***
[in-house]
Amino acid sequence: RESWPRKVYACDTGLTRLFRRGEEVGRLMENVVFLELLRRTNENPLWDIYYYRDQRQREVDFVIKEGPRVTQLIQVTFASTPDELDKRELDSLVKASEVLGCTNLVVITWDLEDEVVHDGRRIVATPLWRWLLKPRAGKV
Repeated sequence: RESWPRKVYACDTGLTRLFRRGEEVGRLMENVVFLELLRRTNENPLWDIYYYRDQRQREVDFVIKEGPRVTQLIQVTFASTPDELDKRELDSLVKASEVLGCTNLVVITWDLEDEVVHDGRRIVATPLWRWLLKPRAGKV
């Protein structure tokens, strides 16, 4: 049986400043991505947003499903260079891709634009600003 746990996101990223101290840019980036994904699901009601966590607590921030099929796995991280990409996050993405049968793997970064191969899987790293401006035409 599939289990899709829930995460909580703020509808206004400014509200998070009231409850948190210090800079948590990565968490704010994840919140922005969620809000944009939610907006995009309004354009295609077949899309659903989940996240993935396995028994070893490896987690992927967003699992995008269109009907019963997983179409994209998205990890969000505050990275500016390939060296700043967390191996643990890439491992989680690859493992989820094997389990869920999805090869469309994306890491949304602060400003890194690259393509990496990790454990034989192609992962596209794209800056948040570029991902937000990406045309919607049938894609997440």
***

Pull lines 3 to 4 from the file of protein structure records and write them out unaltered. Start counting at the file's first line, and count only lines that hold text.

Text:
Repeated sequence: RESWPRKVYACDTGLTRLFRRGEEVGRLMENVVFLELLRRTNENPLWDIYYYRDQRQREVDFVIKEGPRVTQLIQVTFASTPDELDKRELDSLVKASEVLGCTNLVVITWDLEDEVVHDGRRIVATPLWRWLLKPRAGKV
């Protein structure tokens, strides 16, 4: 049986400043991505947003499903260079891709634009600003 746990996101990223101290840019980036994904699901009601966590607590921030099929796995991280990409996050993405049968793997970064191969899987790293401006035409 599939289990899709829930995460909580703020509808206004400014509200998070009231409850948190210090800079948590990565968490704010994840919140922005969620809000944009939610907006995009309004354009295609077949899309659903989940996240993935396995028994070893490896987690992927967003699992995008269109009907019963997983179409994209998205990890969000505050990275500016390939060296700043967390191996643990890439491992989680690859493992989820094997389990869920999805090869469309994306890491949304602060400003890194690259393509990496990790454990034989192609992962596209794209800056948040570029991902937000990406045309919607049938894609997440």